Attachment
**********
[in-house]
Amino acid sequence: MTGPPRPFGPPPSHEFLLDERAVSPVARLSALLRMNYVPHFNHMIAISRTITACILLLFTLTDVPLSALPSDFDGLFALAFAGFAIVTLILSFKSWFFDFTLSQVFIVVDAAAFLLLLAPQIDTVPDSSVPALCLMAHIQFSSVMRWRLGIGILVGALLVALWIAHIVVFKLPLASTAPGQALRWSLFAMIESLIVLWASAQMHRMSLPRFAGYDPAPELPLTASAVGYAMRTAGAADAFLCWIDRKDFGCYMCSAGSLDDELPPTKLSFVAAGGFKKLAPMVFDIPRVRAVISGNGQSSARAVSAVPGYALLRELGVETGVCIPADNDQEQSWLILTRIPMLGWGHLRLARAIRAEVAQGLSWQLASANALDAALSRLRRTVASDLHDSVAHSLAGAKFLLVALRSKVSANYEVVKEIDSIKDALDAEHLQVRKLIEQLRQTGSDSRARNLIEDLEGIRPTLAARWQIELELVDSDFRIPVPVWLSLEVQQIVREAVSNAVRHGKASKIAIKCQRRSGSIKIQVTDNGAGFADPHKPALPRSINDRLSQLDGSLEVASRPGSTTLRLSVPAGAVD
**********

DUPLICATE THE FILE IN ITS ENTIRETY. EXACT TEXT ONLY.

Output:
[in-house]
Amino acid sequence: MTGPPRPFGPPPSHEFLLDERAVSPVARLSALLRMNYVPHFNHMIAISRTITACILLLFTLTDVPLSALPSDFDGLFALAFAGFAIVTLILSFKSWFFDFTLSQVFIVVDAAAFLLLLAPQIDTVPDSSVPALCLMAHIQFSSVMRWRLGIGILVGALLVALWIAHIVVFKLPLASTAPGQALRWSLFAMIESLIVLWASAQMHRMSLPRFAGYDPAPELPLTASAVGYAMRTAGAADAFLCWIDRKDFGCYMCSAGSLDDELPPTKLSFVAAGGFKKLAPMVFDIPRVRAVISGNGQSSARAVSAVPGYALLRELGVETGVCIPADNDQEQSWLILTRIPMLGWGHLRLARAIRAEVAQGLSWQLASANALDAALSRLRRTVASDLHDSVAHSLAGAKFLLVALRSKVSANYEVVKEIDSIKDALDAEHLQVRKLIEQLRQTGSDSRARNLIEDLEGIRPTLAARWQIELELVDSDFRIPVPVWLSLEVQQIVREAVSNAVRHGKASKIAIKCQRRSGSIKIQVTDNGAGFADPHKPALPRSINDRLSQLDGSLEVASRPGSTTLRLSVPAGAVD